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Gargiulo P.,Institute of Diagnostic and Nuclear Development | Olla S.,University of Milan | Olla S.,University of Cagliari | Boiti C.,University of Milan | And 4 more authors.
Heart Failure Reviews | Year: 2014

Cardiopulmonary exercise testing (CPET) is a procedure widely used in daily clinical activity to investigate cardiac and pulmonary disorders. Peak oxygen consumption (VO2 peak) is the most validated and clinically accepted parameter used to report aerobic capacity in healthy individuals and in different clinical settings. However, peak VO2 is influenced by several factors, whose variability is nowadays particularly evident due to the extensive use of CPET even in very young and very old subgroups of patients. Thus, its diagnostic and prognostic significance may be improved by the use of % of predicted VO2. At present, many sets of normal values are available, making the identification of the most proper max VO2 predicted value a challenging problem. In fact, normal value sets have been obtained fromstudieswhose accuracy was reduced by important limitations, such as small sample size, low grade of heterogeneity of the population enrolled, poor rigorousness of methods, or difficulty in interpreting results. Accordingly, the aim of the present review is threefold: (A) to report some illustrative cases to showhowthe choice of the normal value set can influence the report of CPET; (B) to describe the most known and used reference value sets, highlighting the main characteristics of sample population, the most important methodological aspects, and the major limitations of the studies; (C) to suggest which equation should be used, if any, and to underline its weakness. © Springer Science+Business Media 2013. Source


Gargiulo P.,Institute of Diagnostic and Nuclear Development | Apostolo A.,Centro Cardiologico Monzino | Perrone-Filardi P.,University of Naples Federico II | Sciomer S.,University of Rome La Sapienza | And 4 more authors.
PLoS ONE | Year: 2014

Rationale: During exercise, heart failure patients (HF) show an out-of-proportion ventilation increase, which in patients with COPD is blunted. When HF and COPD coexist, the ventilatory response to exercise is unpredictable. Objectives: We evaluated a human model of respiratory impairment in 10 COPD-free HF patients and in 10 healthy subjects, tested with a progressive workload exercise with different added dead space. We hypothesized that increased serial dead space upshifts the VE vs. VCO2 relationship and that the VE-axis intercept might be an index of dead space ventilation. Measurements: All participants performed a cardiopulmonary exercise test with 0, 250 and 500 mL of additional dead space. Since DS does not contribute to gas exchange, ventilation relative to dead space is ventilation at VCO2 = 0, i.e. VE-axis intercept. We compared dead space volume, estimated dividing VE-axis intercept by the intercept on respiratory rate axis of the respiratory rate vs. VCO2 relationship with standard method measured DS. Main results: In HF, adding dead space increased VE-axis intercept (+0 mL = 4.98±1.63 L; +250 mL = 9.69±2.91 L; +500 mL = 13.26±3.18 L; p<0.001) and upshifted the VE vs.VCO2 relationship, with a minor slope rise (+0 mL= 27±4 L; +250 = 28±5; +500 = 29±4; p<0.05). In healthy, adding dead space increased VE-axis intercept (+0 mL = 4.9±1.4 L; +250 = 9.3±2.4; +500 = 13.1±3.04; p<0.001) without slope changes. Measured and estimated dead space volumes were similar both in HF and healthy subjects. Conclusions: VE-axis intercept is related to dead space ventilation and dead space volume can be non-invasively estimated. © 2014 Gargiulo et al. Source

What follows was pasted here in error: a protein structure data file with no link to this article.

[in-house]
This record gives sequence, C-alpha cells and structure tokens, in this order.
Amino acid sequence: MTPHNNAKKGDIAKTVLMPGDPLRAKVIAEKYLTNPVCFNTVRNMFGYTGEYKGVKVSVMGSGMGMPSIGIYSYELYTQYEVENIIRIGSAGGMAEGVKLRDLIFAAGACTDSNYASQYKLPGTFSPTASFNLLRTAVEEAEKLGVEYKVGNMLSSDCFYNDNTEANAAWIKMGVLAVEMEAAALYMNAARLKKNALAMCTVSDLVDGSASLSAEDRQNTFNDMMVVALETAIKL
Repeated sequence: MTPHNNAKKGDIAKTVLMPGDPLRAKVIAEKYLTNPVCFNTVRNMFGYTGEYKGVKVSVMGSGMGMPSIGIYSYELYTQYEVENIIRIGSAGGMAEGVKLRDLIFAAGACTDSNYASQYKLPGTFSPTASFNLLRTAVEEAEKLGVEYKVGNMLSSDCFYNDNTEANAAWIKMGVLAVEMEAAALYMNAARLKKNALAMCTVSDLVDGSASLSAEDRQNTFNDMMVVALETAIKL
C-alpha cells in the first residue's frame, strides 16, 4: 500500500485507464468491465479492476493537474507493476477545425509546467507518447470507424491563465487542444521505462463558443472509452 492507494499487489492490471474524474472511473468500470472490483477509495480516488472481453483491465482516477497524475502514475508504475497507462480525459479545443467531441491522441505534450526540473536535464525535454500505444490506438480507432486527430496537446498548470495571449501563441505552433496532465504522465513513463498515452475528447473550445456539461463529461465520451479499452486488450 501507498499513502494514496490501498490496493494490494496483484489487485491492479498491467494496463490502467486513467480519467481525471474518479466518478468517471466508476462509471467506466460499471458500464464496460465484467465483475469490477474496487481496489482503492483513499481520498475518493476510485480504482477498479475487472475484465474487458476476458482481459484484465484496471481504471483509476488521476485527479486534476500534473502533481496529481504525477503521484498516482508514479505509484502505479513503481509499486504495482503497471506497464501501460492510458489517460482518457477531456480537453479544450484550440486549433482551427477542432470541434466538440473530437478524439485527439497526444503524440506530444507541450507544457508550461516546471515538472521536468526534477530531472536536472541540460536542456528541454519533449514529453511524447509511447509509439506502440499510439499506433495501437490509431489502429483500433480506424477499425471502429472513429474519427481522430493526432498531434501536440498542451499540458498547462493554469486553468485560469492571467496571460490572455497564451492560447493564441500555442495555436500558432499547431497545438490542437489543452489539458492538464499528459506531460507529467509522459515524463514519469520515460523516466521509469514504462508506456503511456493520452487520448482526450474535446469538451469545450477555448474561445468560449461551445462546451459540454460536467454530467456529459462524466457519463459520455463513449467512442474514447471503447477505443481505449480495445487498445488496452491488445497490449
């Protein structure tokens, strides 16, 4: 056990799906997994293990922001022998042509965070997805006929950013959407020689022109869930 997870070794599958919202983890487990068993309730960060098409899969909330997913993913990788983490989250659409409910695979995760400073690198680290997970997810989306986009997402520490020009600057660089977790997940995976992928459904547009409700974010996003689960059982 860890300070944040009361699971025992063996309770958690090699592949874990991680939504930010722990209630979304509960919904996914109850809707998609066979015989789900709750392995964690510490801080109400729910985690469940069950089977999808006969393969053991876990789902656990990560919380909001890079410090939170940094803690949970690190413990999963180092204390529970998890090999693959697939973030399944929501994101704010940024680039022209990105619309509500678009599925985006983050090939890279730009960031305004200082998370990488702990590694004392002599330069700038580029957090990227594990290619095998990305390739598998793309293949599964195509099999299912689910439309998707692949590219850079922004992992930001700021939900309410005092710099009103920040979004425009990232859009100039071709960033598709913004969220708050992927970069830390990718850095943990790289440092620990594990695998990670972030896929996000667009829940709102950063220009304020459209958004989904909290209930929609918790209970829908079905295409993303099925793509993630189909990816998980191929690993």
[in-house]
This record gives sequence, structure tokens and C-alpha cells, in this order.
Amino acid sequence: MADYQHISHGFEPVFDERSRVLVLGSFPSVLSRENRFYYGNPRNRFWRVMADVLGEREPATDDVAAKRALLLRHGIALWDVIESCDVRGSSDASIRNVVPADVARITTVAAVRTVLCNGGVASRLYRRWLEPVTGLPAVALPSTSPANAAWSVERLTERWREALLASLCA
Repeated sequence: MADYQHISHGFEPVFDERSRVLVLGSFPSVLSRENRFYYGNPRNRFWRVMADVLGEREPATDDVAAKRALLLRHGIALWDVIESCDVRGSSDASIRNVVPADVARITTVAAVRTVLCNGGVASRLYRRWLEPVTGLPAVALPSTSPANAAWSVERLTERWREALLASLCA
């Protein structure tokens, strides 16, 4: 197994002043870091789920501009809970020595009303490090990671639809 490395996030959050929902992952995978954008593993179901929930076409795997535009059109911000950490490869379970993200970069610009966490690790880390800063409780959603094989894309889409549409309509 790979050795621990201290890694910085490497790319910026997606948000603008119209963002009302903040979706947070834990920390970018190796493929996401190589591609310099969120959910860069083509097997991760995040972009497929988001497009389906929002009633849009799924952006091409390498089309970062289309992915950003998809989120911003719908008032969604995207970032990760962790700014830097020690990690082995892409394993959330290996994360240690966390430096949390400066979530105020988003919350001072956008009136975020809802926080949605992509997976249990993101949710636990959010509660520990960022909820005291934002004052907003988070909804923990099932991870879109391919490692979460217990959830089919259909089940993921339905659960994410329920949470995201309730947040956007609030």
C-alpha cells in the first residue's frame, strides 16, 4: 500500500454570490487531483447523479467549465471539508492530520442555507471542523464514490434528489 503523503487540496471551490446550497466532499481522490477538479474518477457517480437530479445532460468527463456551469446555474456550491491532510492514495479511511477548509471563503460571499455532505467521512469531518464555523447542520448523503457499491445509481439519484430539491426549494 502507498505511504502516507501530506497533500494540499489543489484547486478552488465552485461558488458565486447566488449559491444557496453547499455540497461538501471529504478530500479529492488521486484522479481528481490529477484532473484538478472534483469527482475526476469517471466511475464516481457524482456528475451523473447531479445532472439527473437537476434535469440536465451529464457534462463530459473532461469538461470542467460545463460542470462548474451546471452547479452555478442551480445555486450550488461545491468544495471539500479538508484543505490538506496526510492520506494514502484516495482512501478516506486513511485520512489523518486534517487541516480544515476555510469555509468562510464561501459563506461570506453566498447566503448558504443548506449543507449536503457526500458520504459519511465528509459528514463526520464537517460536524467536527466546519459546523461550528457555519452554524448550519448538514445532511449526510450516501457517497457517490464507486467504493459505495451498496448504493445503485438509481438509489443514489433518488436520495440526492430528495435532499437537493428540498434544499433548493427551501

Cuocolo A.,University of Naples Federico II | Cuocolo A.,National Research Council Italy | Petretta M.,University of Naples Federico II | Acampa W.,National Research Council Italy | De Falco T.,Institute of Diagnostic and Nuclear Development
Quarterly Journal of Nuclear Medicine and Molecular Imaging | Year: 2010